Civilian casualties mount as Russia strikes Ukrainian cities, some close to the front line and some far away. Moscow faces more war crimes accusations, this time over forced deportations and “filtration” centers. And at home, those who dare speak out against the war face prison terms.
Here are some of the key developments in Russia over the past week and some of the takeaways going forward.
Since Russia launched its large-scale invasion of Ukraine on February 24, civilians have been suffering the consequences: They are dying almost every day, regardless of what the Kremlin says about its targets in the unprovoked war.
This past week offered plenty more proof of that obvious fact, with attacks on several cities and towns in Ukraine killing dozens or possibly hundreds of men, women, and children.
On July 9, Russian rockets destroyed a large section of a five-story apartment building in the town of Chasiv Yar in the Donbas, where fierce fighting has raged for weeks, prompting a frantic search for survivors buried beneath the rubble. The death toll rose to at least 48 as the days passed.
On July 11, a barrage of Russian rockets killed six people in Kharkiv, Ukraine’s second-biggest city. Russia asserted that the attacks were "pinpoint" strikes on Ukrainian military personnel and "foreign mercenaries," but provided no specific evidence to support that claim.
On July 14, three Russian missiles apparently fired from the Black Sea hit buildings in the heart of the west-central city of Vinnytsya, hundreds of kilometers from the front lines in eastern and southern Ukraine, killing at least 23 people and wounding dozens of others, authorities said.
There were three children among the dead, officials said. Images from the scene appeared to show a dead or badly wounded mother and her small daughter lying in the street. Media reports said the girl was killed and her mother was hospitalized with severe injuries.
Those were only a few of the many attacks in the week after President Vladimir Putin said Russia had not “really started anything seriously yet” in Ukraine.
The Office of the UN High Commissioner for Human Rights (OHCHR) said that as of July 13, it had recorded 4,432 civilian deaths since the invasion on February 24, including 277 children, but that it believes the actual figures are considerably higher.
“Most of the civilian casualties recorded were caused by the use of explosive weapons with a wide impact area, including shelling from heavy artillery and multiple-launch rocket systems, and missile and air strikes,” it said.
Of course, deaths, injuries, and physical harm and abuse are far from the only forms of suffering being inflicted on Ukrainian civilians in the war, which had first raged and then simmered in the Donbas for nearly eight years before Putin ordered the large-scale invasion nearly five months ago.
Millions of people have been driven from their homes, many of which have been destroyed. The city of Mariupol has been largely razed to the ground by Russian attacks, and many other cities and towns in the Donbas, in southern Ukraine, and in areas near Kyiv in the north have been partially destroyed.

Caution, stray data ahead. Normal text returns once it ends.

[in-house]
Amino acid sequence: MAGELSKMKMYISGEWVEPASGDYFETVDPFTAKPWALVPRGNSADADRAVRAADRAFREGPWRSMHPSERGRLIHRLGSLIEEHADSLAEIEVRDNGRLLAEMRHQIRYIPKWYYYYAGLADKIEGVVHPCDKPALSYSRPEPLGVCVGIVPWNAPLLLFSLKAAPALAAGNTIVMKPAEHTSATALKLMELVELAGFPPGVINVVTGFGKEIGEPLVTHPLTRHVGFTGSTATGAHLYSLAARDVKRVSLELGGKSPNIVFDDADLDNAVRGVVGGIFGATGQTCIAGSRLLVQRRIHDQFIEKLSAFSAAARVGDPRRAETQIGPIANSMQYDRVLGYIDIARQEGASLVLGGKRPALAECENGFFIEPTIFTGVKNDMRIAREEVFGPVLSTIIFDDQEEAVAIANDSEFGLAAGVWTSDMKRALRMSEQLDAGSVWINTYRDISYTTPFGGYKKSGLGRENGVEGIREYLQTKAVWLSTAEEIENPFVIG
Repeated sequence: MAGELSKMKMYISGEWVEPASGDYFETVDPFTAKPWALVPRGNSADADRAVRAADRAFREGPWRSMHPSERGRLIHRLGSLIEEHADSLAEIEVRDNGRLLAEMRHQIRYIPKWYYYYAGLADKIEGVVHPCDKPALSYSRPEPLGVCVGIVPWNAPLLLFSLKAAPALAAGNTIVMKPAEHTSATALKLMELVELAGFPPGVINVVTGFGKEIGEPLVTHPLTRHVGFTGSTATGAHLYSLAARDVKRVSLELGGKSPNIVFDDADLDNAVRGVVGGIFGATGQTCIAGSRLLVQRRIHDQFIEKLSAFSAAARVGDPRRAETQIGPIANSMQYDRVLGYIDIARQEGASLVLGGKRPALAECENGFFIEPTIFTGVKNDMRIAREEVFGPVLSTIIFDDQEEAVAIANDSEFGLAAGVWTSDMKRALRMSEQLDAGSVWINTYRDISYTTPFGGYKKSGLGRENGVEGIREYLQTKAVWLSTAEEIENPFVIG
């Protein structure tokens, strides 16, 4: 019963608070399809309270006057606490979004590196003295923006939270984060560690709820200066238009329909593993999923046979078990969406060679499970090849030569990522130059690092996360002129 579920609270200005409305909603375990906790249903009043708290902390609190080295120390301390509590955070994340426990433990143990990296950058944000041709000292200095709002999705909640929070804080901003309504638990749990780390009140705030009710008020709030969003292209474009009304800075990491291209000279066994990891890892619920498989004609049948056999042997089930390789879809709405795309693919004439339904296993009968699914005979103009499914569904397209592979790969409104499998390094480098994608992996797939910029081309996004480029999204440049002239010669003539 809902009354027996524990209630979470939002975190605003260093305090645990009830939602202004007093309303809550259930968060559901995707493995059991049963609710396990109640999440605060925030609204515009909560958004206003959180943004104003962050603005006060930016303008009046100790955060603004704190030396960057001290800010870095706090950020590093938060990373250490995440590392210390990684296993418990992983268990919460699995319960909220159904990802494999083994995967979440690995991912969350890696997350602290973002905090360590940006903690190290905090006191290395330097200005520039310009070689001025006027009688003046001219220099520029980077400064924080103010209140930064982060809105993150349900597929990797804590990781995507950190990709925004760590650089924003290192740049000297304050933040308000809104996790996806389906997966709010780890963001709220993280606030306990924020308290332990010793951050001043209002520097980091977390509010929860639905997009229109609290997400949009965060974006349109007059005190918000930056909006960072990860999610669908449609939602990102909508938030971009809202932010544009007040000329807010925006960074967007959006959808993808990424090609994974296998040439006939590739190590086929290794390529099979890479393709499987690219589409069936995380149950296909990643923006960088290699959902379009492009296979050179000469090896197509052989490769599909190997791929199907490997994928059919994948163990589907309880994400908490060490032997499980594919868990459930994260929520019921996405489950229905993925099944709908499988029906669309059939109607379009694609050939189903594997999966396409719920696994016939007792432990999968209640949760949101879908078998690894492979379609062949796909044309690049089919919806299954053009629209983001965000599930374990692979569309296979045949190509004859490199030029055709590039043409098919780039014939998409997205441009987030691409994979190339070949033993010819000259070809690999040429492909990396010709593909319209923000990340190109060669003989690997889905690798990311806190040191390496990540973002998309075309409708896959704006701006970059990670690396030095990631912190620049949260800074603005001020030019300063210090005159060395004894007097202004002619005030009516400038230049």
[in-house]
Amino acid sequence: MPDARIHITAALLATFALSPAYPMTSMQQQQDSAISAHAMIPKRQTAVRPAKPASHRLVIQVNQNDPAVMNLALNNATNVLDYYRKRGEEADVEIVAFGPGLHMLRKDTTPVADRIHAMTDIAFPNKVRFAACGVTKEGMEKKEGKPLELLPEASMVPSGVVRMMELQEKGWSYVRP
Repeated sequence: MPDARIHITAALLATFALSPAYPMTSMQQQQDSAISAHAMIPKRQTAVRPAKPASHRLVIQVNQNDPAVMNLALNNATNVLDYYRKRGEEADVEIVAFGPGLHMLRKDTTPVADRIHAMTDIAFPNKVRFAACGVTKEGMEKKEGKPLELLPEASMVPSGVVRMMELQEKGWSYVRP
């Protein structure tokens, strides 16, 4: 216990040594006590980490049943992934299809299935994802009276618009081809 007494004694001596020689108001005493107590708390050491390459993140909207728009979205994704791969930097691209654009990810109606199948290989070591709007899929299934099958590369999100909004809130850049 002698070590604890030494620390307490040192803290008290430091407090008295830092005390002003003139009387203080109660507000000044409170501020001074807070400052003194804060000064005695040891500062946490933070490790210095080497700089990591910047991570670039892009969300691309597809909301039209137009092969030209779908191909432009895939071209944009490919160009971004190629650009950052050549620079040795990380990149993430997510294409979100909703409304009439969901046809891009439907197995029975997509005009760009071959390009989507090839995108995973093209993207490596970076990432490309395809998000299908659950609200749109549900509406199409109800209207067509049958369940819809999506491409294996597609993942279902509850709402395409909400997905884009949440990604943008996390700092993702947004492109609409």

According to the UN refugee agency, more than 5.6 million refugees from Ukraine have been recorded in Europe since February 24, while more than 7.1 million people are believed to have been displaced within Ukraine.
'A War Crime'
Combined, that’s more than one-quarter of the population. And it does not include Ukrainians who have ended up in Russia -- many of them under pressure, entirely against their will, or because escaping from places like Mariupol to Ukrainian government-held territory was prohibitively dangerous or impossible.
On July 13, U.S. Secretary of State Antony Blinken said that an estimated 900,000 to 1.6 million Ukrainian citizens, including 260,000 children, have been interrogated, detained, and deported from their homes to Russia, including to isolated areas in the Far East, through "filtration" operations.
"The unlawful transfer and deportation of protected persons is a grave breach of the Fourth Geneva Convention on the protection of civilians and is a war crime," Blinken said, calling the Russian actions “an apparent effort to change the demographic makeup of parts of Ukraine."
A day later, Human Rights Watch and the Organization for Security and Cooperation in Europe issued reports condemning forced transfers to Russia.
“Russian forces in Ukraine have forcibly disappeared civilians and illegally transferred them to Russia,” HRW said.
The New York-based group said it had “documented the detention of nine civilian men by Russian forces while they occupied Ukraine’s Kyiv region, and their apparent transfer to detention facilities in Russia’s Kursk and Bryansk regions when the forces rotated out or withdrew.”
An expert mission dispatched by the OSCE in June to examine human rights abuses and the humanitarian effects of “Russia’s war of aggression in Ukraine” found “clear patterns of serious violations of international humanitarian law attributable mostly to Russian armed forces,” the U.S. State Department said.
The mission’s report expressed "grave concerns" over the alleged mistreatment by the Russian authorities of tens of thousands of Ukrainians who have been forcibly deported from their country and sent to so-called "filtration centers," State Department spokesman Ned Price said.